A photo published in this paper on November 26 of two men working on a high-rise building without any safety gear or protective measures depicts the vulnerability, precarity and disposability of our construction workers. Only last month, three construction workers met their demise falling from a 10-storey under-construction building in the capital. On November 2, a construction worker died after falling from the sixth floor of an eight-storey under-construction building. But no one—not the errant employers, contractors, building owners nor the relevant government agencies—are ever held to account for these unwarranted and unacceptable deaths.
Despite the construction sector playing a major role in our economic development, we are still lagging behind miserably in creating safe workplaces for our construction workers. Many a time, we have brought the issue of safety of construction workers to the attention of the authorities concerned, but to no avail, and there continues to be a lack of significant measures to ensure the occupational safety and compensation for workplace injuries, namely in the construction sector. According to Bangladesh Institute of Labour Studies (BILS), at least 131 construction workers died in 2019.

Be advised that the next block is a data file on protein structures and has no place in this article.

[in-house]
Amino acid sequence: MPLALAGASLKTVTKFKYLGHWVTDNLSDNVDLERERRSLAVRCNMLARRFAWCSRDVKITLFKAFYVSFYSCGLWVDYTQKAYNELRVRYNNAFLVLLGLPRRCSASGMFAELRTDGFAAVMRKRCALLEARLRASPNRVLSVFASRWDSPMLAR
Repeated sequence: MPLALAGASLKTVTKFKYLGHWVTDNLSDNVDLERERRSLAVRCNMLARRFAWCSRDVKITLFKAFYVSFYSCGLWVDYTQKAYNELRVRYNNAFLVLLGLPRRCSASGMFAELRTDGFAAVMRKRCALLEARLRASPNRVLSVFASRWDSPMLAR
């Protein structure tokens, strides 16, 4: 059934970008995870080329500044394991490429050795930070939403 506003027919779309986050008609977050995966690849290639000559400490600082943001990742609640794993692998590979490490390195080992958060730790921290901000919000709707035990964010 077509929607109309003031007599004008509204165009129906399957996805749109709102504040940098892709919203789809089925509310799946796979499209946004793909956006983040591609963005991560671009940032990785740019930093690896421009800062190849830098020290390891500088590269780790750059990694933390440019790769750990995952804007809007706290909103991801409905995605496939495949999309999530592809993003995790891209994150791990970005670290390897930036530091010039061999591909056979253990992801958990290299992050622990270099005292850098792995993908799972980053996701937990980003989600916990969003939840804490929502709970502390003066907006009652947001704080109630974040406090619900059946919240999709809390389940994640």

The construction workers—one of the worst hit by the pandemic, as they hardly get any government aid or other assistance—precariously toil on sites, risking their lives to make ends meet on a daily basis. We simply cannot turn a blind eye to their rights and well-being. The Labour Act, unfortunately, covers only the formal sector and the construction sector, still being an informal one, does not get the necessary attention that has long been due. We need to address their hazardous situation with due diligence and leave no stones unturned to end our apathy towards the safety of construction workers. We urge the authorities to take note of the shortcomings that are putting people's lives at risk, and to address them immediately as there can be no substitute to ensuring the safety of workers first.